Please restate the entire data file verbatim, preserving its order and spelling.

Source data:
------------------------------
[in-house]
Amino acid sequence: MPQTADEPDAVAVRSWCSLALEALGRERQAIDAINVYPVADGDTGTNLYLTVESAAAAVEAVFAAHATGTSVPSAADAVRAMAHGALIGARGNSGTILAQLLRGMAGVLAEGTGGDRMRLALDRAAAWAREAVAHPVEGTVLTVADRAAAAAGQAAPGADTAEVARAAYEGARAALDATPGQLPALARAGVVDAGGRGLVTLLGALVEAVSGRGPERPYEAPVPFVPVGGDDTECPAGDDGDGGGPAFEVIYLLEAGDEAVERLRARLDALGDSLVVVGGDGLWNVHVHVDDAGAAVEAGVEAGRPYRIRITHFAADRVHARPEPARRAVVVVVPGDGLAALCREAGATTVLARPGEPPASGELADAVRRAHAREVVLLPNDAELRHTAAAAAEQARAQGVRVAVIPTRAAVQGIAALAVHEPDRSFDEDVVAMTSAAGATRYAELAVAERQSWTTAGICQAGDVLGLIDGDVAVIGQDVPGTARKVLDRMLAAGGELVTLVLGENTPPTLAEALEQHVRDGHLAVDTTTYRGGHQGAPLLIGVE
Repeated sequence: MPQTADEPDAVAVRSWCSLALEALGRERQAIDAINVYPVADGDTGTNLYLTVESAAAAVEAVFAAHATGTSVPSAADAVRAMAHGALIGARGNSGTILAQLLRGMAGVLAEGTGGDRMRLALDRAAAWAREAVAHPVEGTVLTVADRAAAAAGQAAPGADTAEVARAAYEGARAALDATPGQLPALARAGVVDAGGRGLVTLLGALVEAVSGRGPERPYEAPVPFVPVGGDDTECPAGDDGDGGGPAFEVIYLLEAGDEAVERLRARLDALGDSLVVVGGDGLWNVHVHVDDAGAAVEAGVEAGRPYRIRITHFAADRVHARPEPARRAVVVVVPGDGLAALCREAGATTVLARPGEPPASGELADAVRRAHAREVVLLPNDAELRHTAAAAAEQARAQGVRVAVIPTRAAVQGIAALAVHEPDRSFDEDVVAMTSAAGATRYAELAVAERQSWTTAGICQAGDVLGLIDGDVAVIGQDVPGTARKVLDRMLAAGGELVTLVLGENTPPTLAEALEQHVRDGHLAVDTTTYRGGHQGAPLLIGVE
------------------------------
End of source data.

[in-house]
Amino acid sequence: MPQTADEPDAVAVRSWCSLALEALGRERQAIDAINVYPVADGDTGTNLYLTVESAAAAVEAVFAAHATGTSVPSAADAVRAMAHGALIGARGNSGTILAQLLRGMAGVLAEGTGGDRMRLALDRAAAWAREAVAHPVEGTVLTVADRAAAAAGQAAPGADTAEVARAAYEGARAALDATPGQLPALARAGVVDAGGRGLVTLLGALVEAVSGRGPERPYEAPVPFVPVGGDDTECPAGDDGDGGGPAFEVIYLLEAGDEAVERLRARLDALGDSLVVVGGDGLWNVHVHVDDAGAAVEAGVEAGRPYRIRITHFAADRVHARPEPARRAVVVVVPGDGLAALCREAGATTVLARPGEPPASGELADAVRRAHAREVVLLPNDAELRHTAAAAAEQARAQGVRVAVIPTRAAVQGIAALAVHEPDRSFDEDVVAMTSAAGATRYAELAVAERQSWTTAGICQAGDVLGLIDGDVAVIGQDVPGTARKVLDRMLAAGGELVTLVLGENTPPTLAEALEQHVRDGHLAVDTTTYRGGHQGAPLLIGVE
Repeated sequence: MPQTADEPDAVAVRSWCSLALEALGRERQAIDAINVYPVADGDTGTNLYLTVESAAAAVEAVFAAHATGTSVPSAADAVRAMAHGALIGARGNSGTILAQLLRGMAGVLAEGTGGDRMRLALDRAAAWAREAVAHPVEGTVLTVADRAAAAAGQAAPGADTAEVARAAYEGARAALDATPGQLPALARAGVVDAGGRGLVTLLGALVEAVSGRGPERPYEAPVPFVPVGGDDTECPAGDDGDGGGPAFEVIYLLEAGDEAVERLRARLDALGDSLVVVGGDGLWNVHVHVDDAGAAVEAGVEAGRPYRIRITHFAADRVHARPEPARRAVVVVVPGDGLAALCREAGATTVLARPGEPPASGELADAVRRAHAREVVLLPNDAELRHTAAAAAEQARAQGVRVAVIPTRAAVQGIAALAVHEPDRSFDEDVVAMTSAAGATRYAELAVAERQSWTTAGICQAGDVLGLIDGDVAVIGQDVPGTARKVLDRMLAAGGELVTLVLGENTPPTLAEALEQHVRDGHLAVDTTTYRGGHQGAPLLIGVE